26 Apr 2018
ROAD TRIP TIPS TO HELP YOU GO THE DISTANCE
Ready the radio
Is it even a road trip if you don’t save your Spotify playlist or download a few podcasts for the journey? We are loving any music playlists including some early-2000s bangers and brushing up on our Fleetwood Mac now Neil Finn is about the join the troupe. But we think the real secret weapon in our arsenal of road trip radio is a good podcast to tune in to. Depending on your fellow passengers, we recommend Black Hands, the true crime ‘cast about the Bain murders in Dunedin. We are also loving The Knowledge Project, The High Low, and Longform.
Check your oil and water
Lift up that hood and roll up your sleeves, it’s time to make sure the engine will get you where you’re going (and back again). There is no panic like seeing your engine getting hotter as you’re climbing a hill - or the panic of seeing the repair bill either. You can buy oil at petrol stations (as well as auto shops, of course) - but remember to only pour it into a cool engine, and petrol stations usually have watering cans to top up that radiator level.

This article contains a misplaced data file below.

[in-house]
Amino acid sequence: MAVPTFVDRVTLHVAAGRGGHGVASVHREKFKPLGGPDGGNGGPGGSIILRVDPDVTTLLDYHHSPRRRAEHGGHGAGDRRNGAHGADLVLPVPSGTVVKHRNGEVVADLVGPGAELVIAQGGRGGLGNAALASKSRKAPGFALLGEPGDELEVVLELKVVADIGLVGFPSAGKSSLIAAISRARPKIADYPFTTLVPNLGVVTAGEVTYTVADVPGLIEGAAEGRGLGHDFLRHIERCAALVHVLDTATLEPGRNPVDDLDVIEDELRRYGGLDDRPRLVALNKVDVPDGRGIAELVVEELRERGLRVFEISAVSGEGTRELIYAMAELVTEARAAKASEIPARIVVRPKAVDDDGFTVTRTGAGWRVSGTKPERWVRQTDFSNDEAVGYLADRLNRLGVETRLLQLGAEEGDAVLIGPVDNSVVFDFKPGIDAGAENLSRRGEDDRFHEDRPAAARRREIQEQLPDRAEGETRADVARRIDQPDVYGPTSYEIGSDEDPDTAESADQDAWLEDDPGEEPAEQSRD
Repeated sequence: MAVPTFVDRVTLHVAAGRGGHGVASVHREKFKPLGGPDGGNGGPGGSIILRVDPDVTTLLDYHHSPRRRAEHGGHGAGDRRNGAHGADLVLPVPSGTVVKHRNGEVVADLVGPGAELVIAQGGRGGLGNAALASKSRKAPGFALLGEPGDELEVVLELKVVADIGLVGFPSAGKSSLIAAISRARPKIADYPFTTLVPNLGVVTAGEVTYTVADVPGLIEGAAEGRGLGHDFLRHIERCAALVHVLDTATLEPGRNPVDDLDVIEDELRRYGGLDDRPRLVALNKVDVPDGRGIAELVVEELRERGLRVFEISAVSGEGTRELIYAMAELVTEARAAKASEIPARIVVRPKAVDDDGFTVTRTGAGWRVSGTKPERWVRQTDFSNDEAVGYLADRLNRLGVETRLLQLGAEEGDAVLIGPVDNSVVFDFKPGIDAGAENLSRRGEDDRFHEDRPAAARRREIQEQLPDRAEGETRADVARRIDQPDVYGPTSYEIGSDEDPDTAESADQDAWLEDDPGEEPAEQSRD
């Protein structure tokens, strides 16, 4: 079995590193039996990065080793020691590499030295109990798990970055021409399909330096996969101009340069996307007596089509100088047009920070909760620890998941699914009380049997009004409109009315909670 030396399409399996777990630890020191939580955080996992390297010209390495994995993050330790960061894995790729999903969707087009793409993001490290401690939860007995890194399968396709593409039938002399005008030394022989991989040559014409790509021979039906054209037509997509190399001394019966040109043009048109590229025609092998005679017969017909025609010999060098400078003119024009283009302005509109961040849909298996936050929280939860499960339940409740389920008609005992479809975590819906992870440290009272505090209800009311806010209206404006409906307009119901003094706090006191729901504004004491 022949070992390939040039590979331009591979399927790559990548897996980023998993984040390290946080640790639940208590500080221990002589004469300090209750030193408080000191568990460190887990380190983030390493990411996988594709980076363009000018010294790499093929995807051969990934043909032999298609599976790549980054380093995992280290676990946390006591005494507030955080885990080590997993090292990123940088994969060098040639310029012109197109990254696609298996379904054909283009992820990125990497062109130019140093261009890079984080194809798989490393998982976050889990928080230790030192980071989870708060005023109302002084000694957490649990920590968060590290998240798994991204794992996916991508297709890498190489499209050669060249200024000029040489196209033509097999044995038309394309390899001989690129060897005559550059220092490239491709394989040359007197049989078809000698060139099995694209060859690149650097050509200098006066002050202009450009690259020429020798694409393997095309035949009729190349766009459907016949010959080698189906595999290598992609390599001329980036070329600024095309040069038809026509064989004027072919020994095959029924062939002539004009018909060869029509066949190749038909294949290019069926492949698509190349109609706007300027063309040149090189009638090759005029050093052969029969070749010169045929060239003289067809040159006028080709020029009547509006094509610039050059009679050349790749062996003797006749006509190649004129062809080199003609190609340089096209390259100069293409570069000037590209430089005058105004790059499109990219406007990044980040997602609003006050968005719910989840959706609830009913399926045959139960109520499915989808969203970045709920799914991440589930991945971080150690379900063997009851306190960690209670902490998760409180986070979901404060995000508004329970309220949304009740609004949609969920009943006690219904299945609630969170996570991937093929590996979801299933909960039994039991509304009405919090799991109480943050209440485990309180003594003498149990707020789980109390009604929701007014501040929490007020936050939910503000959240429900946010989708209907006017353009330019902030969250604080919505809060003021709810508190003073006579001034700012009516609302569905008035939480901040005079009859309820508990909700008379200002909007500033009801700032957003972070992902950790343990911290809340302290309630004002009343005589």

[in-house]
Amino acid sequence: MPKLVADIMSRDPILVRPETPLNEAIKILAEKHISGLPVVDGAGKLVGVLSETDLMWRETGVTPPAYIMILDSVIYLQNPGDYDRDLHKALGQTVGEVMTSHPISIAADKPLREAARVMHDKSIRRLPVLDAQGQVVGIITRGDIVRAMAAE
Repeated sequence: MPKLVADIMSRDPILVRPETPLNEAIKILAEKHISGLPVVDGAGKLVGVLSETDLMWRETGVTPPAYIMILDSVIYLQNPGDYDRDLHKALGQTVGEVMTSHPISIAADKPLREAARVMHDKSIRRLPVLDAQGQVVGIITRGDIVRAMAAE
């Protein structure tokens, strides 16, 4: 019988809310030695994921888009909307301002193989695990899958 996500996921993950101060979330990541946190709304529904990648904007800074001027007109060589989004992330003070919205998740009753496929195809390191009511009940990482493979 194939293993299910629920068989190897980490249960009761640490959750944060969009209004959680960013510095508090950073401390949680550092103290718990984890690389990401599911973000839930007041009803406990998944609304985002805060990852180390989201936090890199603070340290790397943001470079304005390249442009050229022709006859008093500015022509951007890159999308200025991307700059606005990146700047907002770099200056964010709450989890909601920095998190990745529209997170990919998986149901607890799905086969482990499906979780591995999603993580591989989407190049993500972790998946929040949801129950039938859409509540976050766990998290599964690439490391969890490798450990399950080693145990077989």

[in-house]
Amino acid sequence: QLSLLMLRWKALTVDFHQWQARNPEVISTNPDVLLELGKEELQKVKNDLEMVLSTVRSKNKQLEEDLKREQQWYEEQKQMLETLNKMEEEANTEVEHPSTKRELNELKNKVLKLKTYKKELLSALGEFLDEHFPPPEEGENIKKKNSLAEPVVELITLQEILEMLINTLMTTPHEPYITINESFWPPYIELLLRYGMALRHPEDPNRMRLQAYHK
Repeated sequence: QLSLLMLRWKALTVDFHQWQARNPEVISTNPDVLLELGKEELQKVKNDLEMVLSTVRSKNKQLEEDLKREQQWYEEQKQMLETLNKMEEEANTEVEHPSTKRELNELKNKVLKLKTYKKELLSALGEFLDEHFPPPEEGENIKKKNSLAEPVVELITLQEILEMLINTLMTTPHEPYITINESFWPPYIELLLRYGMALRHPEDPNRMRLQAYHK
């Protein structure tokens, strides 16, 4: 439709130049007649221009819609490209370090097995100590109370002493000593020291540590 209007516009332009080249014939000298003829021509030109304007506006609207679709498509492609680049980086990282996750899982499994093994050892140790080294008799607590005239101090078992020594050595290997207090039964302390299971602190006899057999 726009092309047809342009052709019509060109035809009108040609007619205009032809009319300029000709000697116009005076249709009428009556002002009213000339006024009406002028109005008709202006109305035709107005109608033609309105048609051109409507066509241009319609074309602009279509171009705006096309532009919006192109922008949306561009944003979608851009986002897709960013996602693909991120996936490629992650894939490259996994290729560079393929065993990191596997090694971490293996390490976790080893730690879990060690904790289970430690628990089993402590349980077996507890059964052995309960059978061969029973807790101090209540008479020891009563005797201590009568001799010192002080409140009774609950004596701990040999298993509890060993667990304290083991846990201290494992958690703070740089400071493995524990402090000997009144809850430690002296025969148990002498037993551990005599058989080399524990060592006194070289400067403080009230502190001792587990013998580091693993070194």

Stock up on snacks
A very key component, because just like your car - you need fuel, too. Personally, we find it hard to look past a party mix and some salt and vinegar chippies, but you can also be prepared with some more nutritious foods, too. Think roasted almonds, bliss balls, popcorn, dried fruit, carrot sticks, homemade sandwiches and homemade “healthy” cookies (we like this recipe for peanut butter and oat cookies by Julia and Libby).
Map your route
Yes this sounds like an obvious one, but checking the traffic report can save you time sitting in gridlock, knowing the way can ensure you suss the best places to use the bathroom and stretch your legs - and stop you getting lost.
Charge your devices
Check that battery will go the distance as you blare out the tunes and take in the podcasts - or ensure you’ve got the right cords and chargers to power you as you go.
Give your tyres a once over
You wouldn’t run a marathon in bare feet, so don’t drive across the country with bad tyres. If the tread is worn, the tyre is damaged or the air is low - your car will slide on the road like a toddler on ice, it won’t steer well and you drastically increase your risk of crashing. No one wants that.
To check your tyres, look out for warning signs including: Less than 1.5mm of the tread is remaining; cracks on the tread or sidewall; damage like a bulge on the sidewall; abnormal wear like the centre is wearing faster than the edges, or if it just doesn’t feel right - kind of like you are having handling problems.
Or, check out our handy tyre guide and how to get yours replaced without changing your plans: We come to your car and change the tyre, without you even having to be there.